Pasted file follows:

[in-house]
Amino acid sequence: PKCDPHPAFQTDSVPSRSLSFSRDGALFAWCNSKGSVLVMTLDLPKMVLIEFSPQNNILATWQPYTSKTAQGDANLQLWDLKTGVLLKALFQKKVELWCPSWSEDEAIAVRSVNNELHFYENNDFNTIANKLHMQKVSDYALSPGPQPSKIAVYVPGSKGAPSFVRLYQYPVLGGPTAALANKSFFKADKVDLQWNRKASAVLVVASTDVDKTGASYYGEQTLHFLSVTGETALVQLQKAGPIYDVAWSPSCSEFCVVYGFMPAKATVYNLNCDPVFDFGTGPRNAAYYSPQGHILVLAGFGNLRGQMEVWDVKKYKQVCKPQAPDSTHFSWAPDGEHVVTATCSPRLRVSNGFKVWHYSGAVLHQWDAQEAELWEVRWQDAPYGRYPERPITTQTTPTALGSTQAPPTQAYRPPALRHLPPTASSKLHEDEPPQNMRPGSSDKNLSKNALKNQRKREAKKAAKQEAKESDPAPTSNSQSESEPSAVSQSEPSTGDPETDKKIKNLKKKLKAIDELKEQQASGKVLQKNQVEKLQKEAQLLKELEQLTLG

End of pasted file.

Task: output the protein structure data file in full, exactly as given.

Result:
[in-house]
Amino acid sequence: PKCDPHPAFQTDSVPSRSLSFSRDGALFAWCNSKGSVLVMTLDLPKMVLIEFSPQNNILATWQPYTSKTAQGDANLQLWDLKTGVLLKALFQKKVELWCPSWSEDEAIAVRSVNNELHFYENNDFNTIANKLHMQKVSDYALSPGPQPSKIAVYVPGSKGAPSFVRLYQYPVLGGPTAALANKSFFKADKVDLQWNRKASAVLVVASTDVDKTGASYYGEQTLHFLSVTGETALVQLQKAGPIYDVAWSPSCSEFCVVYGFMPAKATVYNLNCDPVFDFGTGPRNAAYYSPQGHILVLAGFGNLRGQMEVWDVKKYKQVCKPQAPDSTHFSWAPDGEHVVTATCSPRLRVSNGFKVWHYSGAVLHQWDAQEAELWEVRWQDAPYGRYPERPITTQTTPTALGSTQAPPTQAYRPPALRHLPPTASSKLHEDEPPQNMRPGSSDKNLSKNALKNQRKREAKKAAKQEAKESDPAPTSNSQSESEPSAVSQSEPSTGDPETDKKIKNLKKKLKAIDELKEQQASGKVLQKNQVEKLQKEAQLLKELEQLTLG